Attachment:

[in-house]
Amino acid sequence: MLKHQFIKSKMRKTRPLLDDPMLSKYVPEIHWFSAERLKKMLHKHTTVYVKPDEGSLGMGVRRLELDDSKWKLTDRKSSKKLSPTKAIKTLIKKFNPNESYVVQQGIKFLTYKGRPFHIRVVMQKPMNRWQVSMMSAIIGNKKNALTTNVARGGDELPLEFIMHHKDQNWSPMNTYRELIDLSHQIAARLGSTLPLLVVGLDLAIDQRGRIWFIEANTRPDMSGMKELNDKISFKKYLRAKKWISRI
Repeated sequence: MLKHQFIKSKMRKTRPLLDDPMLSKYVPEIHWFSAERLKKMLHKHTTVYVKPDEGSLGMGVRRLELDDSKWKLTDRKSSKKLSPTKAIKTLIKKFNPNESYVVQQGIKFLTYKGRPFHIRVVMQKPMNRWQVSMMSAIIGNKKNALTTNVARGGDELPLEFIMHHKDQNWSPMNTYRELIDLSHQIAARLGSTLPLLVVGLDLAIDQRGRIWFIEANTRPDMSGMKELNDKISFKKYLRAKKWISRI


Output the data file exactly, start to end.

[in-house]
Amino acid sequence: MLKHQFIKSKMRKTRPLLDDPMLSKYVPEIHWFSAERLKKMLHKHTTVYVKPDEGSLGMGVRRLELDDSKWKLTDRKSSKKLSPTKAIKTLIKKFNPNESYVVQQGIKFLTYKGRPFHIRVVMQKPMNRWQVSMMSAIIGNKKNALTTNVARGGDELPLEFIMHHKDQNWSPMNTYRELIDLSHQIAARLGSTLPLLVVGLDLAIDQRGRIWFIEANTRPDMSGMKELNDKISFKKYLRAKKWISRI
Repeated sequence: MLKHQFIKSKMRKTRPLLDDPMLSKYVPEIHWFSAERLKKMLHKHTTVYVKPDEGSLGMGVRRLELDDSKWKLTDRKSSKKLSPTKAIKTLIKKFNPNESYVVQQGIKFLTYKGRPFHIRVVMQKPMNRWQVSMMSAIIGNKKNALTTNVARGGDELPLEFIMHHKDQNWSPMNTYRELIDLSHQIAARLGSTLPLLVVGLDLAIDQRGRIWFIEANTRPDMSGMKELNDKISFKKYLRAKKWISRI